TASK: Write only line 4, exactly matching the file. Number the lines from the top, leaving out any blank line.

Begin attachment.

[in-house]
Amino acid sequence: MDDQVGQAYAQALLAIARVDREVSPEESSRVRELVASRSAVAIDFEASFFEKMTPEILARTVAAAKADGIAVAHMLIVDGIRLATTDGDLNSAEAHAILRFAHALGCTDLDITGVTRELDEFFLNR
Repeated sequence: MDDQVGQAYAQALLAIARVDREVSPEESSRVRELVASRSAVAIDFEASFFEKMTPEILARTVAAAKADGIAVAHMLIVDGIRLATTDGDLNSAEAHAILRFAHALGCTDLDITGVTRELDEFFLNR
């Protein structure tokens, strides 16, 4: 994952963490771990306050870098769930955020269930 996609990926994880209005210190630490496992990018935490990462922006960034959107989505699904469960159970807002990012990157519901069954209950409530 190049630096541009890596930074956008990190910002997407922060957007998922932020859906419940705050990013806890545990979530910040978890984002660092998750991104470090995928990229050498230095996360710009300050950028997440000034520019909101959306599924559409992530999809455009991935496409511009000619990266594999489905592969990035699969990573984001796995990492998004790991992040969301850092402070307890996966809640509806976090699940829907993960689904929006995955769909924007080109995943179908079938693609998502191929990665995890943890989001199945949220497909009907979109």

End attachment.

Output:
């Protein structure tokens, strides 16, 4: 994952963490771990306050870098769930955020269930 996609990926994880209005210190630490496992990018935490990462922006960034959107989505699904469960159970807002990012990157519901069954209950409530 190049630096541009890596930074956008990190910002997407922060957007998922932020859906419940705050990013806890545990979530910040978890984002660092998750991104470090995928990229050498230095996360710009300050950028997440000034520019909101959306599924559409992530999809455009991935496409511009000619990266594999489905592969990035699969990573984001796995990492998004790991992040969301850092402070307890996966809640509806976090699940829907993960689904929006995955769909924007080109995943179908079938693609998502191929990665995890943890989001199945949220497909009907979109």